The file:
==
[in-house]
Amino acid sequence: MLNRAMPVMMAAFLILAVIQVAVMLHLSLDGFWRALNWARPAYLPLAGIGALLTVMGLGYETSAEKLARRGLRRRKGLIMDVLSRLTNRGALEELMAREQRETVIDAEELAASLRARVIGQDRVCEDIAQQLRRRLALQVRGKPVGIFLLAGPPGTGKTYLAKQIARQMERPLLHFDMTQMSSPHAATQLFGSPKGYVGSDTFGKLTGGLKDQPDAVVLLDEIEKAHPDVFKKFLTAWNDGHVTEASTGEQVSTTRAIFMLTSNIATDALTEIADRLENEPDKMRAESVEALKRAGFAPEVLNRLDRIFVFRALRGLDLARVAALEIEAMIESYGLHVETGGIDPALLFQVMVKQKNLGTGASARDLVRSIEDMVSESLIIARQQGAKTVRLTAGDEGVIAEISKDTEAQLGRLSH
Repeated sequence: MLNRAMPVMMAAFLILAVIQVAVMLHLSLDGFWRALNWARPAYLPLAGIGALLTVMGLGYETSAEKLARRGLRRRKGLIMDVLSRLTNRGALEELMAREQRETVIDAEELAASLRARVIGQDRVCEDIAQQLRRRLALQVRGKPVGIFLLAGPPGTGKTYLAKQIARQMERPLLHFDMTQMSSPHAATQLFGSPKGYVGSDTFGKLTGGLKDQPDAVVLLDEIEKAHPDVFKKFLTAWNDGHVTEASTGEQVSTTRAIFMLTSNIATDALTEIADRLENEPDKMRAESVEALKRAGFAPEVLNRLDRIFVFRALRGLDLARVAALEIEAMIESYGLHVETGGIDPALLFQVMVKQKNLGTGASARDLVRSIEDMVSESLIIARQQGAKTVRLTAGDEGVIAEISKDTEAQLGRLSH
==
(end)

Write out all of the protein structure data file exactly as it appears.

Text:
[in-house]
Amino acid sequence: MLNRAMPVMMAAFLILAVIQVAVMLHLSLDGFWRALNWARPAYLPLAGIGALLTVMGLGYETSAEKLARRGLRRRKGLIMDVLSRLTNRGALEELMAREQRETVIDAEELAASLRARVIGQDRVCEDIAQQLRRRLALQVRGKPVGIFLLAGPPGTGKTYLAKQIARQMERPLLHFDMTQMSSPHAATQLFGSPKGYVGSDTFGKLTGGLKDQPDAVVLLDEIEKAHPDVFKKFLTAWNDGHVTEASTGEQVSTTRAIFMLTSNIATDALTEIADRLENEPDKMRAESVEALKRAGFAPEVLNRLDRIFVFRALRGLDLARVAALEIEAMIESYGLHVETGGIDPALLFQVMVKQKNLGTGASARDLVRSIEDMVSESLIIARQQGAKTVRLTAGDEGVIAEISKDTEAQLGRLSH
Repeated sequence: MLNRAMPVMMAAFLILAVIQVAVMLHLSLDGFWRALNWARPAYLPLAGIGALLTVMGLGYETSAEKLARRGLRRRKGLIMDVLSRLTNRGALEELMAREQRETVIDAEELAASLRARVIGQDRVCEDIAQQLRRRLALQVRGKPVGIFLLAGPPGTGKTYLAKQIARQMERPLLHFDMTQMSSPHAATQLFGSPKGYVGSDTFGKLTGGLKDQPDAVVLLDEIEKAHPDVFKKFLTAWNDGHVTEASTGEQVSTTRAIFMLTSNIATDALTEIADRLENEPDKMRAESVEALKRAGFAPEVLNRLDRIFVFRALRGLDLARVAALEIEAMIESYGLHVETGGIDPALLFQVMVKQKNLGTGASARDLVRSIEDMVSESLIIARQQGAKTVRLTAGDEGVIAEISKDTEAQLGRLSH